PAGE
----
), Yahoo! Inc. (YHOO
), and other online pioneers had no sustainable edge. Anyone, they said, could start a Web site and steal their business. Indeed, thousands of sites tried. And nearly all of them failed. Not only did many smaller dot-coms bite the dust but most traditional behemoths, from Disney (DIS
) and AT&T (T
) to Barnes & Noble (BKS
Federated Department Stores (FD
), have yet to approach the reach of the online giants--let alone topple them. My guess: They never will. The online winners today are the winners, period.
A few numbers tell the story. Two years ago, 11 companies commanded 50% of people's time spent online. Last year, according to researcher Jupiter Media Metrix, that 50% was controlled by just four online properties--America Online (AOL
), Yahoo, Microsoft (MSFT
), and Napster (as of last spring, anyway). Even more dramatic, the number of companies attracting 60% of online time fell from 110 to 14.
Likewise, the largest e-commerce companies, such as Amazon and eBay Inc. (EBAY
), continue to grow faster than the overall market. While industrywide consumer e-commerce sales rose 13% in the fourth quarter, according to the Commerce Dept., Amazon's revenues rose 15%, and eBay's rose 64%. In January, those two reached 28% and 22% of the active Web population of 117 million people, followed by Yahoo Shopping at 21%. No other site even reached 9%. Says Lisa Strand, chief analyst for e-commerce at Nielsen//NetRatings: "The biggest sites continue to get bigger."
The World Wide Web may be scarcely a decade old, but its frontier era is over. Think about it: If you've been online for a few years, do you surf as much as you used to? Probably not. You've found a few favorite sites, and you keep going back. For instance, MyYahoo, a personalized Yahoo service used by 86 million people, gives me access to dozens of news sources I've specified, making it less necessary for me to surf around.
And when it comes to buying stuff, staying put has gotten much easier, too, especially as portals keep adding more traditional retailers as tenants. Even Amazon, which claims Toys `R' Us (TOY
), Target (TGT
), and Circuit City (CC
) as online partners, is as much a mall as a store now, and eBay is an outlet for the likes of Disney and Home Depot (HD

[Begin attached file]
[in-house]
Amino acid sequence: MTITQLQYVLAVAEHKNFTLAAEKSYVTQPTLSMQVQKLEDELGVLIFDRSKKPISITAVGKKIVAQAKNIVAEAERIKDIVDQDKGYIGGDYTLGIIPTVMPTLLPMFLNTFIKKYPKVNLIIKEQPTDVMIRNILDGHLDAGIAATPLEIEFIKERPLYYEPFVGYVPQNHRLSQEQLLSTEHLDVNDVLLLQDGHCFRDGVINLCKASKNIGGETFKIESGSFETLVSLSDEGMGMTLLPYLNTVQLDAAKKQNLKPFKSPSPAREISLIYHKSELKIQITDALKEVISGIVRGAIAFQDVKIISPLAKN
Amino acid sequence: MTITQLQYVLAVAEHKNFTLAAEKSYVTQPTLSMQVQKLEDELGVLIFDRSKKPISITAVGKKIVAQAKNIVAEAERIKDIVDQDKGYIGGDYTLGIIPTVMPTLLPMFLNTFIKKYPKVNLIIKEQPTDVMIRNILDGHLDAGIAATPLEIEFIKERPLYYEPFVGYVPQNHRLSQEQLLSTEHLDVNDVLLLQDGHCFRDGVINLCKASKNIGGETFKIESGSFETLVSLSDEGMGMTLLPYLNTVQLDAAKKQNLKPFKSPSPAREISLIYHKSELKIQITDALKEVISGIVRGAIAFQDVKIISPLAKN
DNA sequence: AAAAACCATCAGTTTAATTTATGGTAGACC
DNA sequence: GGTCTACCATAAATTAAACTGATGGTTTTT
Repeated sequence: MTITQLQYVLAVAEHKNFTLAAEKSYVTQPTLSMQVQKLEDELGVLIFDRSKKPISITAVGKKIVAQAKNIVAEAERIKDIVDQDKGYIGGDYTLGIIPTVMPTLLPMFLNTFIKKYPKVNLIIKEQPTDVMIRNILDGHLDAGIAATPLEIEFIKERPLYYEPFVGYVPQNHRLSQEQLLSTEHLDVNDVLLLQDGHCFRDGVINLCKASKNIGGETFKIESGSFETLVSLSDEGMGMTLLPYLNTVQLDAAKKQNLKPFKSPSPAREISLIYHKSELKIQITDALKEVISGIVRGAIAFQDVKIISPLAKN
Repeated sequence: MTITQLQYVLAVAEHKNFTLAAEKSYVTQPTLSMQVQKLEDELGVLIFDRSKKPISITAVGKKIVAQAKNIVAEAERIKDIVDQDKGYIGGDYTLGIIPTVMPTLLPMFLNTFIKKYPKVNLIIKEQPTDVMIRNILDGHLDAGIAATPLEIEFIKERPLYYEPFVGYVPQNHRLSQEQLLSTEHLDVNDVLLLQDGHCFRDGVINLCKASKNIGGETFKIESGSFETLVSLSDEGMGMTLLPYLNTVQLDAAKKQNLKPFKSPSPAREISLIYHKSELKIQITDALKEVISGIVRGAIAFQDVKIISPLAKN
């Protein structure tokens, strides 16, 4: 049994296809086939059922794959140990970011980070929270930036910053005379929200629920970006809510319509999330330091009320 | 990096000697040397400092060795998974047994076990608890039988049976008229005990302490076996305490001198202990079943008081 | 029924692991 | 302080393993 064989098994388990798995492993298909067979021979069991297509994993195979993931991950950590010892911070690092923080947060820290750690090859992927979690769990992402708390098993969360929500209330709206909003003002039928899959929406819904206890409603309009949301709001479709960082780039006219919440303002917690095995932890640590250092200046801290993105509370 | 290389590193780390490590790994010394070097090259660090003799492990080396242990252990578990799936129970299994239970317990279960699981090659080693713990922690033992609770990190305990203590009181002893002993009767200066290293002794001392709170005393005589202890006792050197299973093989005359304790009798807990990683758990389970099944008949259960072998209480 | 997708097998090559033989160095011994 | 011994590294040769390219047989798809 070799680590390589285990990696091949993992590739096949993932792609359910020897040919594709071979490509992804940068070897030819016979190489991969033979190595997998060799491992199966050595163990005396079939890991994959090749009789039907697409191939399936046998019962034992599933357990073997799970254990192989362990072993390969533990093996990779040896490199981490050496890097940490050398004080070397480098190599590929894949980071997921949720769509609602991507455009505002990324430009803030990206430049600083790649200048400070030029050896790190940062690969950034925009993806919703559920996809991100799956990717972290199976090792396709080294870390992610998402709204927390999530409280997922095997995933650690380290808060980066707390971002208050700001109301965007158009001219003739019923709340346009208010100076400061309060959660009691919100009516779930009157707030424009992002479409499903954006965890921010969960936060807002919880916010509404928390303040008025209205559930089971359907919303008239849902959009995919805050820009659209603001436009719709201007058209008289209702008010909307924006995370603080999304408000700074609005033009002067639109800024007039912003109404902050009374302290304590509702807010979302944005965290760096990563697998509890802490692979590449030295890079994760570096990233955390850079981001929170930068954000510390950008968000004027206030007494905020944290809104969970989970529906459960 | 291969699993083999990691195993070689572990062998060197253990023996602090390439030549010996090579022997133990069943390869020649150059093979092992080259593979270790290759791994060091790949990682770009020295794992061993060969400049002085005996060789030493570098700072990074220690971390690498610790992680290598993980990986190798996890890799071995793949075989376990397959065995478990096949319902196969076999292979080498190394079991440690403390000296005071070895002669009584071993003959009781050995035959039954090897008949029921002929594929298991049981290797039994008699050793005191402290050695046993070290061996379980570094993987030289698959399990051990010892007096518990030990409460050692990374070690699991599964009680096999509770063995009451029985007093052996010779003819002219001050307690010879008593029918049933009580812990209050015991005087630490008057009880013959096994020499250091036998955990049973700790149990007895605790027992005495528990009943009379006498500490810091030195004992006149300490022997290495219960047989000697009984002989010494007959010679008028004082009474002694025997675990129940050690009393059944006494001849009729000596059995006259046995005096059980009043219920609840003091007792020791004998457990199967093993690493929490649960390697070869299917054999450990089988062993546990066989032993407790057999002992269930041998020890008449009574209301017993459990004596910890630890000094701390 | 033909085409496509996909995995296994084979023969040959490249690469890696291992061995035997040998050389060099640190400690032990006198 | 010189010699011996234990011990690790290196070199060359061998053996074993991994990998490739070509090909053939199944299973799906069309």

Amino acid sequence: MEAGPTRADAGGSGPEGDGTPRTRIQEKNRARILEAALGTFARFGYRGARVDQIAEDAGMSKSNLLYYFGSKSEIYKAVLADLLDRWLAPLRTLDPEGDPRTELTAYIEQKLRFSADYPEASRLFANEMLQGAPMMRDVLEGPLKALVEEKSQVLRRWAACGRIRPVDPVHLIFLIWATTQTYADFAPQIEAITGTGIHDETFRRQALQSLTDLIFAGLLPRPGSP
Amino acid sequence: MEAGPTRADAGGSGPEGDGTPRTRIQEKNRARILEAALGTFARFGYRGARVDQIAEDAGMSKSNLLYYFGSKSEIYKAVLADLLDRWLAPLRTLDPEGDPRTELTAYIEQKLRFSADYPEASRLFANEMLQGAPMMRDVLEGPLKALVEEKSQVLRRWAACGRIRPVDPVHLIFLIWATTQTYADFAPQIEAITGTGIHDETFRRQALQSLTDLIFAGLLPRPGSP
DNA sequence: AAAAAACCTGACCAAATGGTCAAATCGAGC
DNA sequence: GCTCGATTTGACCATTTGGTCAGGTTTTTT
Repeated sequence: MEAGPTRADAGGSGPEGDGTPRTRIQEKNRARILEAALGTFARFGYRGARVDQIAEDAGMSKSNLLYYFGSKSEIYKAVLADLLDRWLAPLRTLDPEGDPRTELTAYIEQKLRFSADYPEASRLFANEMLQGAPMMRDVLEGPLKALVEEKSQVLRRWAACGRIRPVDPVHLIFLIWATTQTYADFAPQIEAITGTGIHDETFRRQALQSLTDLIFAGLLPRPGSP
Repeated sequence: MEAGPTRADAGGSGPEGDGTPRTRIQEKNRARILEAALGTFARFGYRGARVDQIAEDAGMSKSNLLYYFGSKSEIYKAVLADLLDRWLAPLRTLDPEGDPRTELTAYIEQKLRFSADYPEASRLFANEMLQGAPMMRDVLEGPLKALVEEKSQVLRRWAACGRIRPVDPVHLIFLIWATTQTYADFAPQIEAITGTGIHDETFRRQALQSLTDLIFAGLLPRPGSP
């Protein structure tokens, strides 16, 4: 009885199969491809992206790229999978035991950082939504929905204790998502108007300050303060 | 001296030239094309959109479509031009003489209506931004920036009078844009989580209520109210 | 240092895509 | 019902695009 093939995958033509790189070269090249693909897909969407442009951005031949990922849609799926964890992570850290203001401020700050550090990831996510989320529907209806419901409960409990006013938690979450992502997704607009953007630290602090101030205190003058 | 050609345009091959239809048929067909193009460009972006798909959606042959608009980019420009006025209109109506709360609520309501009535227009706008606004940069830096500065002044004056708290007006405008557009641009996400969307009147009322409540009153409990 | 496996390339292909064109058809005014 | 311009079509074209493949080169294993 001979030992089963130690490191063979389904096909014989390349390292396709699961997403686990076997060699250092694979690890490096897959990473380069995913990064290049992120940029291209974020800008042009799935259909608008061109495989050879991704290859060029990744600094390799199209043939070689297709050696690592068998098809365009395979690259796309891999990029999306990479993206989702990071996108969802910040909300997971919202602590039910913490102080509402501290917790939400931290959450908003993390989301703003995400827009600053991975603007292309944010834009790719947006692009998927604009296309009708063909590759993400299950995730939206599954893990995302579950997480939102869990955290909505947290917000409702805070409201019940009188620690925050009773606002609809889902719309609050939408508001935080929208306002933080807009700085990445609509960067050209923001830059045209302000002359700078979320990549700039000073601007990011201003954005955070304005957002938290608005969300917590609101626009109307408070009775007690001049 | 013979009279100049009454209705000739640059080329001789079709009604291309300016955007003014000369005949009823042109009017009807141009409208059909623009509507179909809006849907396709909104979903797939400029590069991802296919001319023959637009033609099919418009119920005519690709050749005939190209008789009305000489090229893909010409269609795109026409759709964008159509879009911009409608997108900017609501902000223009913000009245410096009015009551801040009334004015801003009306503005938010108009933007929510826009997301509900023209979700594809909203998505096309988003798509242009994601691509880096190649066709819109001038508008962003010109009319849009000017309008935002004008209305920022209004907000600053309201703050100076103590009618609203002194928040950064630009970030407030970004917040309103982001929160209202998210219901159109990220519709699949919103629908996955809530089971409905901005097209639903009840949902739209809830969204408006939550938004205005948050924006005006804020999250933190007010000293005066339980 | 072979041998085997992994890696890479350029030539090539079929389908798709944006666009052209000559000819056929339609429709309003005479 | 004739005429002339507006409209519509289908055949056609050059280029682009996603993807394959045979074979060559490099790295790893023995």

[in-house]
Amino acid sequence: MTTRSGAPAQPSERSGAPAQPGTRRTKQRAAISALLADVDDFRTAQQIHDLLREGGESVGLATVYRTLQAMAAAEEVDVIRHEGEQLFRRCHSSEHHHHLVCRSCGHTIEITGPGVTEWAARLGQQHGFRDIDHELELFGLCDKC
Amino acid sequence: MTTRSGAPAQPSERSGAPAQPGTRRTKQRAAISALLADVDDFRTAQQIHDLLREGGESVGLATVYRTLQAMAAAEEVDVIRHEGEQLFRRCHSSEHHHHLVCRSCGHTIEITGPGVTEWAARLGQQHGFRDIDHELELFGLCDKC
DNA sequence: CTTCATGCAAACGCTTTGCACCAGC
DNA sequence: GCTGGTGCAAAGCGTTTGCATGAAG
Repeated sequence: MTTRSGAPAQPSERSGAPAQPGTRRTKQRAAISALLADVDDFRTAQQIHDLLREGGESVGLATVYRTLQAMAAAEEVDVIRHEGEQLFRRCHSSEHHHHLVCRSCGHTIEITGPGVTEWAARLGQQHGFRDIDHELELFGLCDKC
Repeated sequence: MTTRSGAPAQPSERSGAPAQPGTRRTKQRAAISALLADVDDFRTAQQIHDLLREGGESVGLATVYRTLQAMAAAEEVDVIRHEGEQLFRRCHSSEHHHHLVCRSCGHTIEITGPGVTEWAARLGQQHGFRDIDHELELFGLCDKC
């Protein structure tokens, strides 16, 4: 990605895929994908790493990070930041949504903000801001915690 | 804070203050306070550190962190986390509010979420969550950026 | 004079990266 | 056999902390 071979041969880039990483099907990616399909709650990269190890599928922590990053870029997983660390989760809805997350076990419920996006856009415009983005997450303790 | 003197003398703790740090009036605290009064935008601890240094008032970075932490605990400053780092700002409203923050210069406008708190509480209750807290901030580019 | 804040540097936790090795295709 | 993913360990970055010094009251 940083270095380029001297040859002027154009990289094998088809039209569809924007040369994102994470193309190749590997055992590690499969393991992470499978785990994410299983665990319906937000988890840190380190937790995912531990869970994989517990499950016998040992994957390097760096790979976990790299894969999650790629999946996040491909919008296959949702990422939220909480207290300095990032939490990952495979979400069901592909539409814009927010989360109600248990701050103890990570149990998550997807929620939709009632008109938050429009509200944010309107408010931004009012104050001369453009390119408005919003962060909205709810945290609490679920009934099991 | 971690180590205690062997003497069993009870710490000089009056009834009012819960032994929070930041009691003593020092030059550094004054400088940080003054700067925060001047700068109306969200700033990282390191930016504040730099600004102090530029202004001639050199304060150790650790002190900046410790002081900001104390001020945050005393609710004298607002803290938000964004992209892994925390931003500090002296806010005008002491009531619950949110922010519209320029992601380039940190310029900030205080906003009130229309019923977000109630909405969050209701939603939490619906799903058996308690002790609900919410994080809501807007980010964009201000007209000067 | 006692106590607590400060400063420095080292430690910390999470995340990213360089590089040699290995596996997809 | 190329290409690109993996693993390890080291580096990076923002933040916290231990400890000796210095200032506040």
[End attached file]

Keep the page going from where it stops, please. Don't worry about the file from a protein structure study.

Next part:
). "You're going to have a few huge players, and it's going to be tough for anyone else to survive," says Richard W. Blunck, CEO of Kmart Corp.'s (KM
) online unit, BlueLight.com, which doesn't make Nielsen's list of the top 25 Web properties. Blunck hopes exclusive brands such as Martha Stewart will draw shoppers, but it's hard to imagine it catching up to the online leaders now.
That's why traditional media and retail companies must play ball with the pioneers--forge broad deals to offer branded content or products on those sites--or they'll get stuck in the Internet boonies. While maintaining its own limited Web site, for instance, Target leaves the heavy lifting--attracting customers and taking care of logistics--to Amazon, which runs a Target store on its site. It's not a bad idea for now, when e-commerce is still a small slice of overall sales. But I wonder what will be the eventual fate of companies forced to house their brands under the roof of a potential rival.
It's possible that a traditional giant such as, say, Wal-Mart Stores (WMT
) or Walt Disney. will finally get it right online--though Amazon and Yahoo will undoubtedly be bigger and stronger by then. Technological shifts or financial or legal missteps also could unseat a current winner, as Napster discovered in nasty fashion. And certainly, this isn't the end of any new outposts on the Web: Thousands of new sites will thrive by offering niche products or more personal service. It's just that modest sites now won't ever get big. Too bad, but it's too late. By Robert D. Hof